Spring came to Boston this week. Not spring as in, “The calendar says it’s spring,” or “I see a flower,” but rather, “My body feels warm for the first time since September.”
Two days before May finally arrived to parole us Bostonians, it was 43 degrees outside. People wore hats and scarves outdoors and shivered indoors. April is the worst month of winter here because it retches up winter's final dregs. If ever there was a winter Bostonians needed to be over already, it was the winter of 2015, the city’s snowiest on record. Nine feet of snow fell on Boston, most of it during a desperate, concentrated few weeks between late January and early March. We fought back in pyrrhic fashion, blasting the streets with 114,113 tons of salt and plowing 316,031 miles in the City of Boston alone. The snow mounds—as tall as people, spilling off sidewalks to narrow traffic by a half-lane on each side—looked by the end like dirt piles and were full of wet garbage.
The price for those original, shimmering urban snowscape photos during the blizzards? Blinding whiteout conditions. At least three people were killed by snowplows between February 2 and 22, when the most suffocating storms were blanketing us. And they weren’t sitting in their cars when the snowplows struck them. Two of the three had just finished their shifts at the grocery stores where they worked. They walked out of the stores to their deaths.
The snow laid bare every weakness a person had, in every area of life. Relying on hourly wages to make rent? Your shifts are canceled. Tough commute? Triple or quadruple it, with the added possibility that you will never actually arrive at your destination. Just found out that your spouse has been having an affair? You’re about to be snowed in together for days on end. Not content to trust the anecdotal horribleness, an MIT student developed a mathematical formula to quantitatively prove winter of 2015 was the city's worst ever.
Now, as the weather has eased and we can confirm that grass still exists, a special breed of Bostonian is emerging. These people are willing to admit something they’ve kept to themselves for the last four months: They loved the endless blizzard of 2015. They would have been happy to receive more snow.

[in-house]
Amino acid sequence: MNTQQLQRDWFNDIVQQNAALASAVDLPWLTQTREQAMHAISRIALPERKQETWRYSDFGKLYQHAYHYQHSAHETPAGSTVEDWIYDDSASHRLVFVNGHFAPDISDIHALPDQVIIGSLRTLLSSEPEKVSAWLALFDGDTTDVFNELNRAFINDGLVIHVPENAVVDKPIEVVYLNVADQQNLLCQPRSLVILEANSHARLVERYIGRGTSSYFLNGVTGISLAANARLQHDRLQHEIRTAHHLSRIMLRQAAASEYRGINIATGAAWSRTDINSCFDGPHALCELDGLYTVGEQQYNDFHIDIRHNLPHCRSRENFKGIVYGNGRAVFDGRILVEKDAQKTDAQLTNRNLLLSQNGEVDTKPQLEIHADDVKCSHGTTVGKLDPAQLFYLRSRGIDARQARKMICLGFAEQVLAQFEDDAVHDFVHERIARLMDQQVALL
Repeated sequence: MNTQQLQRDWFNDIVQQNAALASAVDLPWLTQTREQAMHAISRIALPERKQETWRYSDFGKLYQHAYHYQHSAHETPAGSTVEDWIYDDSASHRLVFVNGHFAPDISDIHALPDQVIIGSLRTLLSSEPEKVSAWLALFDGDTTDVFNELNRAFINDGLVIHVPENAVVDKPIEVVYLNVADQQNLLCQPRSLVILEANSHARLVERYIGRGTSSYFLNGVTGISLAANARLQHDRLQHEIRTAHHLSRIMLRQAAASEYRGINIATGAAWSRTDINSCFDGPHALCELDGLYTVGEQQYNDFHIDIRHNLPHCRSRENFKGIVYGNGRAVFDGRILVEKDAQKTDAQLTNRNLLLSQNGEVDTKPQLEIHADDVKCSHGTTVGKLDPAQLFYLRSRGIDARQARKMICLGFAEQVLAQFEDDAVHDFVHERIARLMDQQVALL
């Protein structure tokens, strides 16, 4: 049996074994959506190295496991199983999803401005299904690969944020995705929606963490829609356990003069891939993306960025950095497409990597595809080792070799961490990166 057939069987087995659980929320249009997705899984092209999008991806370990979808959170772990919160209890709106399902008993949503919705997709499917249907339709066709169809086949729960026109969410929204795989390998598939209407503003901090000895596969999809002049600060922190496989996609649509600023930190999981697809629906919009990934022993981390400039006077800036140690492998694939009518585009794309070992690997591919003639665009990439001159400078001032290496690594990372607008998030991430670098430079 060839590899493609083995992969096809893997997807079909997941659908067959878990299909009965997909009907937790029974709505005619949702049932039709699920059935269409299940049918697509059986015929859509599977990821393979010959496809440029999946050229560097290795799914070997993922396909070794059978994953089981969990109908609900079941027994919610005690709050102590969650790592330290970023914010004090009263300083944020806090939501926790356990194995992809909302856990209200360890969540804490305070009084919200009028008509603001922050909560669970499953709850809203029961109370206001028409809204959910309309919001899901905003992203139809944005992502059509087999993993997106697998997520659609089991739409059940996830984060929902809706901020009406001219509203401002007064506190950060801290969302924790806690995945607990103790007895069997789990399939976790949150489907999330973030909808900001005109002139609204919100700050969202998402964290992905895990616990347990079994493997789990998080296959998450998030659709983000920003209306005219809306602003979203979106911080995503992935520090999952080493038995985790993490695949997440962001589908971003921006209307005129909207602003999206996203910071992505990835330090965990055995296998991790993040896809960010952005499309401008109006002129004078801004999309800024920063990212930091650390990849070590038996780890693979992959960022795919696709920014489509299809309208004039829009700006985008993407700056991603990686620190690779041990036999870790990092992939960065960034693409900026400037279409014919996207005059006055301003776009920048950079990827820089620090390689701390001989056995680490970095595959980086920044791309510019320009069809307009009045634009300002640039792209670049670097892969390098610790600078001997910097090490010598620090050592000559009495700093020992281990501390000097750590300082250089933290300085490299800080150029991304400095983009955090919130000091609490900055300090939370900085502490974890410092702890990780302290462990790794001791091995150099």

Like Meg Barber, an administrative assistant at Children’s Hospital, who estimates that colleagues and friends castigated her twelve separate times for expressing her glee. “It’s not like I would bring it up,” said Barber, “but people would look at me, waiting for me to say something.” Bostonians love to talk about snow, and Barber was unable to lie. On snow days, she made snowmen and played board games with her fiancé. The weather increased, rather than obliterated, her happiness.
This kind of joy cut deep into New England's longstanding custom of dutifully savoring all possible misery.
Here is a brief but relevant lesson in Boston etiquette. When riding an elevator with strangers, there are only two acceptable topics of conversation: (1) weather and (2) the elevator itself. If you’re in an elevator in greater Boston in May and someone comments on the good weather, the proper response is: “We deserve it!” If you don’t respond with the words “deserve” or “earned,” you failed at that conversation.
How can spring be earned if winter wasn’t atrociously difficult work? In their admissions of joy, blizzard-lovers threatened the very social fabric of the city.
It’s not that they denied the horrors. They knew. The winter of 2015 was the most destructive in Boston's long and cold history. Thousands of roofs leaked or caved in. People waited hours for trains and buses that never came, standing in lines that wrapped street corners while it was snowing. Governor Charlie Baker and Massachusetts Bay Transportation Authority manager Beverly Scott, the two most essential crisis managers in the state, set the tone when they engaged in a public battle over transit shutdowns, which included references to “50-year-old [train] cars” and “God Junior.”